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Thousands of homes wiped from Gloucestershire Joint Core Strategy - Twigworth saved

By The Citizen  |  Posted: March 29, 2014

Campaigners rallied against JCS plans

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Green belt land earmarked for hundreds of homes at Twigworth has been removed from a controversial housing plan.

Cheltenham, Tewkesbury and Gloucester councils have reduced the number of homes to be built across the region between 2011 and 2031 from 33,200 to 30,500.

As a result proposals to build more than 3,000 homes on green belt land at Twigworth and Innsworth have been amended to remove the Twigworth half of the site.

Land earmarked for almost 800 homes at Chargrove Lane in Up Hatherley haave also been removed from the JCS plan.

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Campaigners have been calling for the three councils working on the housing plan, called the joint core strategy, to make changes to try to stop development on the countryside. And while changes have been made and two large green belt sites have been saved from development, the reduction in housing numbers is unlikely to be significant enough to appease many critics of the plan.

Calls to reduce the number of homes earmarked for the fields off Shurdington Road in Leckhampton appear to have fallen on deaf ears with the councils actually deciding to increase the number of houses destined for the land.

Leckhampton had been highlighted to take 1,075 new homes but in the updated version of the JCS it will take 1,124.

A proposal to take land to the south of Cheltenham Racecourse out of the green belt has also been withdrawn in the latest version of the plan.

As well as removing two sites from the plan the councils have also tinkered with the number of houses allocated for each of the remaining seven strategic sites.

Changes have been based on consultation responses, discussions with stakeholders and through undertaking a more in depth analysis of the evidence, the councils have said.

Andrew North, chairman of the strategy programme board, said: “We have been working extremely hard to ensure the feedback from the last consultation and the latest evidence available is incorporated, where appropriate, into this version of the Joint Core Strategy, which is now the version that we as officers feel is ready to be presented to the Planning Inspectorate.

“Clearly this version of the plan has removed two sites and this was following a meeting involving councillors from the three councils at which it was agreed that if the objectively assessed need can, with sound reasons, be reduced, then there is the flexibility to remove certain green belt sites.”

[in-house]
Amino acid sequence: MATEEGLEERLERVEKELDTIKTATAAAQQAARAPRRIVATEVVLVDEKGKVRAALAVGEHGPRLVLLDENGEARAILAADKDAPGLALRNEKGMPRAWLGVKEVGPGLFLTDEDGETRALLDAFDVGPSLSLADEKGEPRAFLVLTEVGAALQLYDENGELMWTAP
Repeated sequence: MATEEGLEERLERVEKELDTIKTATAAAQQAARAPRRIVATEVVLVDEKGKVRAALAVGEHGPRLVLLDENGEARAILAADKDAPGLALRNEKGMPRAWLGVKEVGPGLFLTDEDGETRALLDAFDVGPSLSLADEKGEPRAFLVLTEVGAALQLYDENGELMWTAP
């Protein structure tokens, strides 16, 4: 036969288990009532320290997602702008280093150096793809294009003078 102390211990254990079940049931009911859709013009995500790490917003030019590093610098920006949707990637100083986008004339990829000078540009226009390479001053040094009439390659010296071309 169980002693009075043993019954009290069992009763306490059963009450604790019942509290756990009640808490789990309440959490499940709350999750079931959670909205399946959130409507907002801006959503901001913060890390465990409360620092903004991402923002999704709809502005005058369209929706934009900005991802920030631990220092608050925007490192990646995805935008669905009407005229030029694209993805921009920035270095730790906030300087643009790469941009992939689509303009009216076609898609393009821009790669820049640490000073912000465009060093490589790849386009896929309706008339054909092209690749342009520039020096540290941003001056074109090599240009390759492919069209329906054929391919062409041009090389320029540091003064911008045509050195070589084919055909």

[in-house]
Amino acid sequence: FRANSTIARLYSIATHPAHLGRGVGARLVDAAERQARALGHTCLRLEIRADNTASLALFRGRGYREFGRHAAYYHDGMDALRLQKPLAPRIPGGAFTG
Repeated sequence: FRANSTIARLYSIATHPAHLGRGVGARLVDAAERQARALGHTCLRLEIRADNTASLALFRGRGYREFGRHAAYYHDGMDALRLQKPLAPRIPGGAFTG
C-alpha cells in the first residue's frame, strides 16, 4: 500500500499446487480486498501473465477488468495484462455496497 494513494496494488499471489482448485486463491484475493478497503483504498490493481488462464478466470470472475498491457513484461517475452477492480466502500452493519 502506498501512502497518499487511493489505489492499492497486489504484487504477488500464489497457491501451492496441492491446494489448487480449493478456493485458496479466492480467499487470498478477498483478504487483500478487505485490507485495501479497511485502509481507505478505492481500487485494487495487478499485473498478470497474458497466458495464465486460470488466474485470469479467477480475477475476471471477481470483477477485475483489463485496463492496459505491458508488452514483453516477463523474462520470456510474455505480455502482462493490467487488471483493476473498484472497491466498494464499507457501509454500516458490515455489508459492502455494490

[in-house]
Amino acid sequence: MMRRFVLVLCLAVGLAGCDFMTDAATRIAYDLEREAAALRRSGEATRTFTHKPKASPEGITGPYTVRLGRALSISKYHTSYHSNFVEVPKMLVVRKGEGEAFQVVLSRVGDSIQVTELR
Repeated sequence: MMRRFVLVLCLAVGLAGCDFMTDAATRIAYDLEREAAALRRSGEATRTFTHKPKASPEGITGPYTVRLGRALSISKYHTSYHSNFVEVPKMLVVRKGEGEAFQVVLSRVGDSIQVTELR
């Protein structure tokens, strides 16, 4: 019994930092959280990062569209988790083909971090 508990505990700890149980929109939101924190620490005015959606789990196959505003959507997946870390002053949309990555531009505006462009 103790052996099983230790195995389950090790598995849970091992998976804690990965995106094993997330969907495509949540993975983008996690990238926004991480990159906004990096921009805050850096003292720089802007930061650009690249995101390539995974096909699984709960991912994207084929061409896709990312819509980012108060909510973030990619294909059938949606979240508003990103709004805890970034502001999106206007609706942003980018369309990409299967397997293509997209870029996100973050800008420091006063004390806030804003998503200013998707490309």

The final version of the strategy is due to be discussed by each of the three councils at meetings on April 7, 8 and 9. If all three vote in favour of the plan it will then be presented to the public, probably in the summer.

To find out more visit Gloucester Joint Core Strategy

Changes made to the joint core strategy, how the final version differs from the draft:

Innsworth: 1,250 homes (Twigworth half of development scrapped, was earmarked for 3,075 homes)

North Churchdown: 532 homes (down from 845)

South Churchdown: 868 homes (up from 639)

North Brockworth: 1,500 homes (down from 1,548)

North West Cheltenham: 4,785 homes (down from 4,829)

South Cheltenham Leckhampton: 1,124 homes (up from 1,075)

MOD site at Ashchurch (pictured): 2,125 homes (same as originally planned)

Total number of new homes to be built on new strategic sites: 12,184

Number of houses already in the pipeline: 18,885

Total number of planned houses 2011-2031: 31,069 (slightly more than target of 30,500 – will allow councils some flexibility on how many homes are built on sites)

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  • SandraPee  |  March 30 2014, 9:41AM

    Why was Highnam made a special case and left out of the sites for new houses ?

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  • North Glos EPC  |  March 29 2014, 8:06PM

    Well, any Green Belt saved is welcome news but I still maintain they should not be building on any of it. It's there to prevent urban sprawl not provide land to encourage urban sprawl. And especially in the case of proposed development North of Innsworth there will still be an increased flood risk because water cannot soak away through concrete. Buy a house there and remember to take your wellies, and after the first flood event, of which I've no doubt will happen in years to come, forget any idea of getting insurance or being able to sell the place. The PM David Cameron visited nearby flooding only a couple of months ago and said "lessons must be learnt". The JCS mob still clearly have learning difficulties. If we really need more homes start looking harder at Brown sites, start looking to redevelop substandard housing, start getting empty housing up to scratch and occupied and stop giving planning consent for more and more supermarkets we don't need, because surely we already have plenty.

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  • JemmyWood  |  March 29 2014, 4:56PM

    And a lot more need approving.... Fair enough, don't build on flood plaon, but the Stroud and Cheltenham NIMBYs need to stop complaining because a new houses might spoil their view or bring what the deem as 'undesireables' into the locale.

  • SandraPee  |  March 29 2014, 11:32AM

    It's a start, but, a lot more need rejecting .

    |   8